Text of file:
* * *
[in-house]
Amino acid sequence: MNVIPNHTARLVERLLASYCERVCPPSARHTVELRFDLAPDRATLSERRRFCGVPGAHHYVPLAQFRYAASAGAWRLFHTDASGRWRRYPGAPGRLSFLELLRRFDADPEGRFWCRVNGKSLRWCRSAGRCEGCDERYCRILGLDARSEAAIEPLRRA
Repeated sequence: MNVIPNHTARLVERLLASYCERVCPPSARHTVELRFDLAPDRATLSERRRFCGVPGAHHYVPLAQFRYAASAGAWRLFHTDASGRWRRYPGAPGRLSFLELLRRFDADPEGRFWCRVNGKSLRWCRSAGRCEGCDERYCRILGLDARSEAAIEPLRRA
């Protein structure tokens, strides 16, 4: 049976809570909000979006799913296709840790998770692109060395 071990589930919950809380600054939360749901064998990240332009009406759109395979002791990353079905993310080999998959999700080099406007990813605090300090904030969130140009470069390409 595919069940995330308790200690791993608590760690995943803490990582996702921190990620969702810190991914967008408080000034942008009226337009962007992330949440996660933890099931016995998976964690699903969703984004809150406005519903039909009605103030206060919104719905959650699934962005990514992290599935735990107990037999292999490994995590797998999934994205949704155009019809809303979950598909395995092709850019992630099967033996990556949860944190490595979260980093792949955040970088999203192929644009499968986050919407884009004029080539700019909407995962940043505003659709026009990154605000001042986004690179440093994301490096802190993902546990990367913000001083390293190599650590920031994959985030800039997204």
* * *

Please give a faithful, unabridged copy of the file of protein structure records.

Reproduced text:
[in-house]
Amino acid sequence: MNVIPNHTARLVERLLASYCERVCPPSARHTVELRFDLAPDRATLSERRRFCGVPGAHHYVPLAQFRYAASAGAWRLFHTDASGRWRRYPGAPGRLSFLELLRRFDADPEGRFWCRVNGKSLRWCRSAGRCEGCDERYCRILGLDARSEAAIEPLRRA
Repeated sequence: MNVIPNHTARLVERLLASYCERVCPPSARHTVELRFDLAPDRATLSERRRFCGVPGAHHYVPLAQFRYAASAGAWRLFHTDASGRWRRYPGAPGRLSFLELLRRFDADPEGRFWCRVNGKSLRWCRSAGRCEGCDERYCRILGLDARSEAAIEPLRRA
């Protein structure tokens, strides 16, 4: 049976809570909000979006799913296709840790998770692109060395 071990589930919950809380600054939360749901064998990240332009009406759109395979002791990353079905993310080999998959999700080099406007990813605090300090904030969130140009470069390409 595919069940995330308790200690791993608590760690995943803490990582996702921190990620969702810190991914967008408080000034942008009226337009962007992330949440996660933890099931016995998976964690699903969703984004809150406005519903039909009605103030206060919104719905959650699934962005990514992290599935735990107990037999292999490994995590797998999934994205949704155009019809809303979950598909395995092709850019992630099967033996990556949860944190490595979260980093792949955040970088999203192929644009499968986050919407884009004029080539700019909407995962940043505003659709026009990154605000001042986004690179440093994301490096802190993902546990990367913000001083390293190599650590920031994959985030800039997204």